A Japanese man missing in Port Phillip Bay has been described as a keen fisherman. As the search for Junichi Yoshimura stretched into its third day on Sunday, Joel Farnan, owner of Zeally Bay Sourdough in Torquay, said his employee was adventurous and generous. "He got his car and then shortly afterwards bought a kayak and often he'd go on these expeditions and come back with fish and share them around the bakery," he said.
The worst of the wind storm that struck Melbourne is over after damaging homes, grounding planes, and blasting into the alpine region at 117km/h. Wind gusts reached the top speed at Mount Hotham just after midnight on Sunday, as the strongest wind storm since October last year moved east across the state. But Bureau of Meteorology senior forecaster Michael Efron said much milder conditions were expected on Sunday. "We'll see much lighter winds across the state," he said.
Canadian police brought in sniffer dogs and rescue teams from four districts over the weekend as the search for Australian woman Sophie Dowsley continues. The 34-year-old Melbourne woman has been missing in Canada since July 8, when she went on a hiking trip with her partner, Greg Tiffin, 44. His body was found by a dive team at Statlu Lake on July 18, but Ms Dowsley's family still holds out hope that she will be found alive.
Muck Rack makes it simple to find people, tweets, or articles that mention any name, keyword, company, hashtag etc. We've compiled this guide to help you make the most of your search.
Selecting a term
Start searching tweets, articles from media outlets, articles mentioned in tweets, journalists'
names, titles and bios with some suggested searches:
Companies or Topics (e.g. iPhone, Microsoft)
Phrases (e.g. "cloud computing") — use quotes to keep the terms together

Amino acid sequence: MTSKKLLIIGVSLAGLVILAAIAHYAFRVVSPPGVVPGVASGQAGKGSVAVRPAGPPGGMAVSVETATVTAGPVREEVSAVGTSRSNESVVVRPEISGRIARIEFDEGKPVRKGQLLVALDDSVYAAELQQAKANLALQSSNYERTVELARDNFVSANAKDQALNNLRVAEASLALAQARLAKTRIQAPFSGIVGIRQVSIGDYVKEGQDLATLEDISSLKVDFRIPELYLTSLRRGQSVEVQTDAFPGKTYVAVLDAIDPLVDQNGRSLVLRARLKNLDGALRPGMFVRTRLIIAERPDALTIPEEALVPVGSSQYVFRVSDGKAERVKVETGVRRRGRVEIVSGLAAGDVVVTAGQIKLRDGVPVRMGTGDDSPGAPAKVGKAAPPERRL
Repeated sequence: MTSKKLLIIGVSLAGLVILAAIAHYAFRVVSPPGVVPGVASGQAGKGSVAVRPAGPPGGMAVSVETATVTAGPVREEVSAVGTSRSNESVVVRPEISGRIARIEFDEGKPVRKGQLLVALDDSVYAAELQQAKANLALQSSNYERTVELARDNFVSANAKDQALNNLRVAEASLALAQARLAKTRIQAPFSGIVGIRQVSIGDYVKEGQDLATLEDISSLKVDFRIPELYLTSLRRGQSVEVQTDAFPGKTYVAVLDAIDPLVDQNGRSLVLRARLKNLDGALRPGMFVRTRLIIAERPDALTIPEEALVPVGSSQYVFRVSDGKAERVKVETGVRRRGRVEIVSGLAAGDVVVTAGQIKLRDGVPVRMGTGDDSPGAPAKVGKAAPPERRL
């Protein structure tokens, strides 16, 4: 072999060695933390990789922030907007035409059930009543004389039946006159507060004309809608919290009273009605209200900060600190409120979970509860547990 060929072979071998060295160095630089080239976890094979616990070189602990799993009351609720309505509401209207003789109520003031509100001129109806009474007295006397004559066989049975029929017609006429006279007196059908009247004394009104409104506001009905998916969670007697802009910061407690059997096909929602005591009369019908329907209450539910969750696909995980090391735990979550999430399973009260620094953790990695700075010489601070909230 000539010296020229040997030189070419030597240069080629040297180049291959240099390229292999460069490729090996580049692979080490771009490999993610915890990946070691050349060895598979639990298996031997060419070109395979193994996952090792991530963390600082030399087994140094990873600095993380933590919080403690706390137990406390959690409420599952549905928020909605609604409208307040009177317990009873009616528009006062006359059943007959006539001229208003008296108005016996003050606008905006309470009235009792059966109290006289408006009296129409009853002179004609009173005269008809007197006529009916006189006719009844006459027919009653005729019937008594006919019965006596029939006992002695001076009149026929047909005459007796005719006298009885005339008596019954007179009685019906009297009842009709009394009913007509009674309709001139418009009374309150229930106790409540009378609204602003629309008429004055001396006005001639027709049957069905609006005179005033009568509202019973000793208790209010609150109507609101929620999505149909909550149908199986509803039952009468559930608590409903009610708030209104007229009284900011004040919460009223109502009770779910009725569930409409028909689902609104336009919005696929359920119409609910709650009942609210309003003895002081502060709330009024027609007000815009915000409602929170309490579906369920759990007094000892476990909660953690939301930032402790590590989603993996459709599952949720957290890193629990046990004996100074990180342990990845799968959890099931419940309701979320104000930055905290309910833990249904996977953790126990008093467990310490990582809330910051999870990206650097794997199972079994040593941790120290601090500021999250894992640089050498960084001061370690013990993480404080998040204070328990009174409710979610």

Twitter handles (e.g. @username) — returns those who have mentioned or replied to
Names (e.g. "David Pogue")
Hashtags (e.g. #sxsw, #london2012)
Bio details (e.g. vegan, Olympics, father)
Muck Rack's Advanced Search allows for many boolean operators.
Find results that mention multiple specified terms, use AND or
+. For example, ensure each result contains both Elon Musk and Mark Zuckerberg by
searching Obama AND Romney or Obama + Romney.
Use the operators OR or , to broaden your search when you'd like either of
multiple terms to appear in results. (This is the default behavior of our search when no operators
are used.) For example, search for democrat OR republican to find results that refer to
Democrats and/or Republicans.
Use NOT or - to subtract results from your search. For
example, searching Disney will yield results about the Walt Disney Company as well as Walt Disney
World Resort. To exclude mentions of Disney World, search for Disney -World or Disney
When using one of these operators with a phrase, enclose it in quotation marks. For example, you can
find results about smartphones excluding Apple's iPhone 4S by searching smartphone -"iPhone
Exact case matching or punctuation
If you're searching for a brand name or keyword that relies on specific punctuation marks or capitalization, you can
find results that match your exact query by adding matchcase: before the keyword you're searching for, like matchcase:E*TRADE .
Use parentheses to separate multiple
boolean phrases. For example, to find journalists talking about having fun in Disney World or
Disneyland, search for ("disney world" OR disneyland) AND fun.
An asterisk can be used to search for any variation of a root word truncated by the asterisk. For example, searching for admin* will return results for administrator, administration, administer, administered, etc.
A near operator is an AND operator where you can control the distance between the words. You can vary the distance the near operation uses by adding a forward slash and number (between 0-99) such as strawberries NEAR/10 "whipped cream", which means the strawberries must exist within 10 words of "whipped cream".